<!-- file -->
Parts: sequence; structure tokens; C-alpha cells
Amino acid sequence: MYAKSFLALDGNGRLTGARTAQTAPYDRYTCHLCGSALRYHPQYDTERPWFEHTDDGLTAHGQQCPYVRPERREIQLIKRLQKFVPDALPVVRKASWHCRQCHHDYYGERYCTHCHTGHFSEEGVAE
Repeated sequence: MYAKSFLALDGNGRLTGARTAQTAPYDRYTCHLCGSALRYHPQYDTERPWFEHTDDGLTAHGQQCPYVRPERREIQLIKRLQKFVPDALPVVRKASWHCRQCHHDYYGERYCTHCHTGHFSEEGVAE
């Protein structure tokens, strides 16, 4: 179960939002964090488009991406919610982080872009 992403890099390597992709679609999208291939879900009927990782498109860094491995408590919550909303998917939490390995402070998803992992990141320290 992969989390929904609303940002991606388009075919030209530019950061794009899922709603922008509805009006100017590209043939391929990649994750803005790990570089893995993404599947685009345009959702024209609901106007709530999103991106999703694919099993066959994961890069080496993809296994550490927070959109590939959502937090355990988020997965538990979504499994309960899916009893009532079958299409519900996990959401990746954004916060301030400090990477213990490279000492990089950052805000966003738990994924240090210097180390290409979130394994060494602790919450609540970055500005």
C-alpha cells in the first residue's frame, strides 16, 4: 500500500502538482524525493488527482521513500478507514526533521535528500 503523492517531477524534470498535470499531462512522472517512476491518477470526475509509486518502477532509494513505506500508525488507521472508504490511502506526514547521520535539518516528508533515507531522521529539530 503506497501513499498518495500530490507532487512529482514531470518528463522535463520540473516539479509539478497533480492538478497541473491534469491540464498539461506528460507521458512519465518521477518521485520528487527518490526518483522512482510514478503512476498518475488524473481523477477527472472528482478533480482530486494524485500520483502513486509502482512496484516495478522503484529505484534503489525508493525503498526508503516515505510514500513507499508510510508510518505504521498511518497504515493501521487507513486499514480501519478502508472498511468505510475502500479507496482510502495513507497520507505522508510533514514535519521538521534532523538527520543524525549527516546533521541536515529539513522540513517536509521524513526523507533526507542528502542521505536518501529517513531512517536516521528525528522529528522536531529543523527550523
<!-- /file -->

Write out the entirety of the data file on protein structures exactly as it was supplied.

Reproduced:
Parts: sequence; structure tokens; C-alpha cells
Amino acid sequence: MYAKSFLALDGNGRLTGARTAQTAPYDRYTCHLCGSALRYHPQYDTERPWFEHTDDGLTAHGQQCPYVRPERREIQLIKRLQKFVPDALPVVRKASWHCRQCHHDYYGERYCTHCHTGHFSEEGVAE
Repeated sequence: MYAKSFLALDGNGRLTGARTAQTAPYDRYTCHLCGSALRYHPQYDTERPWFEHTDDGLTAHGQQCPYVRPERREIQLIKRLQKFVPDALPVVRKASWHCRQCHHDYYGERYCTHCHTGHFSEEGVAE
């Protein structure tokens, strides 16, 4: 179960939002964090488009991406919610982080872009 992403890099390597992709679609999208291939879900009927990782498109860094491995408590919550909303998917939490390995402070998803992992990141320290 992969989390929904609303940002991606388009075919030209530019950061794009899922709603922008509805009006100017590209043939391929990649994750803005790990570089893995993404599947685009345009959702024209609901106007709530999103991106999703694919099993066959994961890069080496993809296994550490927070959109590939959502937090355990988020997965538990979504499994309960899916009893009532079958299409519900996990959401990746954004916060301030400090990477213990490279000492990089950052805000966003738990994924240090210097180390290409979130394994060494602790919450609540970055500005």
C-alpha cells in the first residue's frame, strides 16, 4: 500500500502538482524525493488527482521513500478507514526533521535528500 503523492517531477524534470498535470499531462512522472517512476491518477470526475509509486518502477532509494513505506500508525488507521472508504490511502506526514547521520535539518516528508533515507531522521529539530 503506497501513499498518495500530490507532487512529482514531470518528463522535463520540473516539479509539478497533480492538478497541473491534469491540464498539461506528460507521458512519465518521477518521485520528487527518490526518483522512482510514478503512476498518475488524473481523477477527472472528482478533480482530486494524485500520483502513486509502482512496484516495478522503484529505484534503489525508493525503498526508503516515505510514500513507499508510510508510518505504521498511518497504515493501521487507513486499514480501519478502508472498511468505510475502500479507496482510502495513507497520507505522508510533514514535519521538521534532523538527520543524525549527516546533521541536515529539513522540513517536509521524513526523507533526507542528502542521505536518501529517513531512517536516521528525528522529528522536531529543523527550523